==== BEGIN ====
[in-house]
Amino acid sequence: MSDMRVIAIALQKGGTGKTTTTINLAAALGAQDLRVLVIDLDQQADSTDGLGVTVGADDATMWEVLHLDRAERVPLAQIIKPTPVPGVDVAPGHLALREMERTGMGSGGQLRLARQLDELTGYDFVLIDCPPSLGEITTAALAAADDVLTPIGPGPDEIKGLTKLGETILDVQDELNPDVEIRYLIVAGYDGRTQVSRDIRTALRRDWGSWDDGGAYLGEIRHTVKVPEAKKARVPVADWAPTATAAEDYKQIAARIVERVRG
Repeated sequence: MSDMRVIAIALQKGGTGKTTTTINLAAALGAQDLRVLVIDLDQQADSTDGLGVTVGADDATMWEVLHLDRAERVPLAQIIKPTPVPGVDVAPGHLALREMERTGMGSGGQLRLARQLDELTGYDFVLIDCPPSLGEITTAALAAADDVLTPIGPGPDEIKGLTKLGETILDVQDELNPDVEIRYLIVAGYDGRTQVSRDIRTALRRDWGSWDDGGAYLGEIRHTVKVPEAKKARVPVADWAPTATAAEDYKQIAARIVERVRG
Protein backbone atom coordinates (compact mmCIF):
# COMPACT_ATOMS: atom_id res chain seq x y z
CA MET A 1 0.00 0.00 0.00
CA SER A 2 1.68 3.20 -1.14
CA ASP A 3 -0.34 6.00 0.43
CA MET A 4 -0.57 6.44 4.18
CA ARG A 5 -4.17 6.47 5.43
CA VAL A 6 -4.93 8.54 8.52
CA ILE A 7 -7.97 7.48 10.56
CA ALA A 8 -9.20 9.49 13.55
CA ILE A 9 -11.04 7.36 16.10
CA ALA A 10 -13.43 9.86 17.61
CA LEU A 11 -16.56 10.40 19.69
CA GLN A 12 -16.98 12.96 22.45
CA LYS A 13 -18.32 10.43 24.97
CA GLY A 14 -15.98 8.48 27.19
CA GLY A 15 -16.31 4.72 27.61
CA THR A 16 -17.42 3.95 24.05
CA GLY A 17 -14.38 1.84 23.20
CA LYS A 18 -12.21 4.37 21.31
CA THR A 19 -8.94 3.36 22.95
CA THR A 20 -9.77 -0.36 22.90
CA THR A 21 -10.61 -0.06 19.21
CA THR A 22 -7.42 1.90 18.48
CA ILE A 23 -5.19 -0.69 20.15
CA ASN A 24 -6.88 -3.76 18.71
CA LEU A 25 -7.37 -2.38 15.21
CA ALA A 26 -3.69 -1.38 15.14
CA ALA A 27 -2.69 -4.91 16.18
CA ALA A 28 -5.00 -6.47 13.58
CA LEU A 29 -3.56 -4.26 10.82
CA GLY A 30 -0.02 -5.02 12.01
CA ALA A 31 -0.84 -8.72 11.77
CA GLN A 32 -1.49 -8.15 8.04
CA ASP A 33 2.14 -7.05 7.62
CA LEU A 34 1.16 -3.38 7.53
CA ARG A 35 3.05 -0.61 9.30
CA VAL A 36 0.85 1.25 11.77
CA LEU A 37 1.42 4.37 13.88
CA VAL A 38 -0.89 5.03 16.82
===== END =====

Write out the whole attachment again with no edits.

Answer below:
[in-house]
Amino acid sequence: MSDMRVIAIALQKGGTGKTTTTINLAAALGAQDLRVLVIDLDQQADSTDGLGVTVGADDATMWEVLHLDRAERVPLAQIIKPTPVPGVDVAPGHLALREMERTGMGSGGQLRLARQLDELTGYDFVLIDCPPSLGEITTAALAAADDVLTPIGPGPDEIKGLTKLGETILDVQDELNPDVEIRYLIVAGYDGRTQVSRDIRTALRRDWGSWDDGGAYLGEIRHTVKVPEAKKARVPVADWAPTATAAEDYKQIAARIVERVRG
Repeated sequence: MSDMRVIAIALQKGGTGKTTTTINLAAALGAQDLRVLVIDLDQQADSTDGLGVTVGADDATMWEVLHLDRAERVPLAQIIKPTPVPGVDVAPGHLALREMERTGMGSGGQLRLARQLDELTGYDFVLIDCPPSLGEITTAALAAADDVLTPIGPGPDEIKGLTKLGETILDVQDELNPDVEIRYLIVAGYDGRTQVSRDIRTALRRDWGSWDDGGAYLGEIRHTVKVPEAKKARVPVADWAPTATAAEDYKQIAARIVERVRG
Protein backbone atom coordinates (compact mmCIF):
# COMPACT_ATOMS: atom_id res chain seq x y z
CA MET A 1 0.00 0.00 0.00
CA SER A 2 1.68 3.20 -1.14
CA ASP A 3 -0.34 6.00 0.43
CA MET A 4 -0.57 6.44 4.18
CA ARG A 5 -4.17 6.47 5.43
CA VAL A 6 -4.93 8.54 8.52
CA ILE A 7 -7.97 7.48 10.56
CA ALA A 8 -9.20 9.49 13.55
CA ILE A 9 -11.04 7.36 16.10
CA ALA A 10 -13.43 9.86 17.61
CA LEU A 11 -16.56 10.40 19.69
CA GLN A 12 -16.98 12.96 22.45
CA LYS A 13 -18.32 10.43 24.97
CA GLY A 14 -15.98 8.48 27.19
CA GLY A 15 -16.31 4.72 27.61
CA THR A 16 -17.42 3.95 24.05
CA GLY A 17 -14.38 1.84 23.20
CA LYS A 18 -12.21 4.37 21.31
CA THR A 19 -8.94 3.36 22.95
CA THR A 20 -9.77 -0.36 22.90
CA THR A 21 -10.61 -0.06 19.21
CA THR A 22 -7.42 1.90 18.48
CA ILE A 23 -5.19 -0.69 20.15
CA ASN A 24 -6.88 -3.76 18.71
CA LEU A 25 -7.37 -2.38 15.21
CA ALA A 26 -3.69 -1.38 15.14
CA ALA A 27 -2.69 -4.91 16.18
CA ALA A 28 -5.00 -6.47 13.58
CA LEU A 29 -3.56 -4.26 10.82
CA GLY A 30 -0.02 -5.02 12.01
CA ALA A 31 -0.84 -8.72 11.77
CA GLN A 32 -1.49 -8.15 8.04
CA ASP A 33 2.14 -7.05 7.62
CA LEU A 34 1.16 -3.38 7.53
CA ARG A 35 3.05 -0.61 9.30
CA VAL A 36 0.85 1.25 11.77
CA LEU A 37 1.42 4.37 13.88
CA VAL A 38 -0.89 5.03 16.82